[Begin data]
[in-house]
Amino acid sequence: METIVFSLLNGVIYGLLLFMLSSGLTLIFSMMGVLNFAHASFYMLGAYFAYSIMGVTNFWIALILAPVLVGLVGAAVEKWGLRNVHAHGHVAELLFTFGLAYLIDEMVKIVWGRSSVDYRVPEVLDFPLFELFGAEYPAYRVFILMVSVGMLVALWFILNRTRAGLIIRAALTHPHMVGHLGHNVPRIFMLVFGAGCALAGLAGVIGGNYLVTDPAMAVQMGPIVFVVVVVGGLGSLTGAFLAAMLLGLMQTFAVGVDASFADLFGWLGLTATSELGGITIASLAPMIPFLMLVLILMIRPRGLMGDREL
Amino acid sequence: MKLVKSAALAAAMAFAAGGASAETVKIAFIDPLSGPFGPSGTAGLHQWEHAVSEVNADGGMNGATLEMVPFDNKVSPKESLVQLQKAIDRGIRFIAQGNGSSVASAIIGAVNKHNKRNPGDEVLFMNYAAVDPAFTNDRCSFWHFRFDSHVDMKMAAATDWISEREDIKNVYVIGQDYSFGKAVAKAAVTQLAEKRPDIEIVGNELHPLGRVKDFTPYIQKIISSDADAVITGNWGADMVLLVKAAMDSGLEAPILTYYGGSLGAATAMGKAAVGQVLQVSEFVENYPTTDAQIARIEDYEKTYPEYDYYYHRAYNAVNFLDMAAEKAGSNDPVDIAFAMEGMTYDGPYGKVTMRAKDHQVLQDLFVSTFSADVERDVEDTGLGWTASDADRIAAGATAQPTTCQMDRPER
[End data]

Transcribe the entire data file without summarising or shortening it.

[in-house]
Amino acid sequence: METIVFSLLNGVIYGLLLFMLSSGLTLIFSMMGVLNFAHASFYMLGAYFAYSIMGVTNFWIALILAPVLVGLVGAAVEKWGLRNVHAHGHVAELLFTFGLAYLIDEMVKIVWGRSSVDYRVPEVLDFPLFELFGAEYPAYRVFILMVSVGMLVALWFILNRTRAGLIIRAALTHPHMVGHLGHNVPRIFMLVFGAGCALAGLAGVIGGNYLVTDPAMAVQMGPIVFVVVVVGGLGSLTGAFLAAMLLGLMQTFAVGVDASFADLFGWLGLTATSELGGITIASLAPMIPFLMLVLILMIRPRGLMGDREL
Amino acid sequence: MKLVKSAALAAAMAFAAGGASAETVKIAFIDPLSGPFGPSGTAGLHQWEHAVSEVNADGGMNGATLEMVPFDNKVSPKESLVQLQKAIDRGIRFIAQGNGSSVASAIIGAVNKHNKRNPGDEVLFMNYAAVDPAFTNDRCSFWHFRFDSHVDMKMAAATDWISEREDIKNVYVIGQDYSFGKAVAKAAVTQLAEKRPDIEIVGNELHPLGRVKDFTPYIQKIISSDADAVITGNWGADMVLLVKAAMDSGLEAPILTYYGGSLGAATAMGKAAVGQVLQVSEFVENYPTTDAQIARIEDYEKTYPEYDYYYHRAYNAVNFLDMAAEKAGSNDPVDIAFAMEGMTYDGPYGKVTMRAKDHQVLQDLFVSTFSADVERDVEDTGLGWTASDADRIAAGATAQPTTCQMDRPER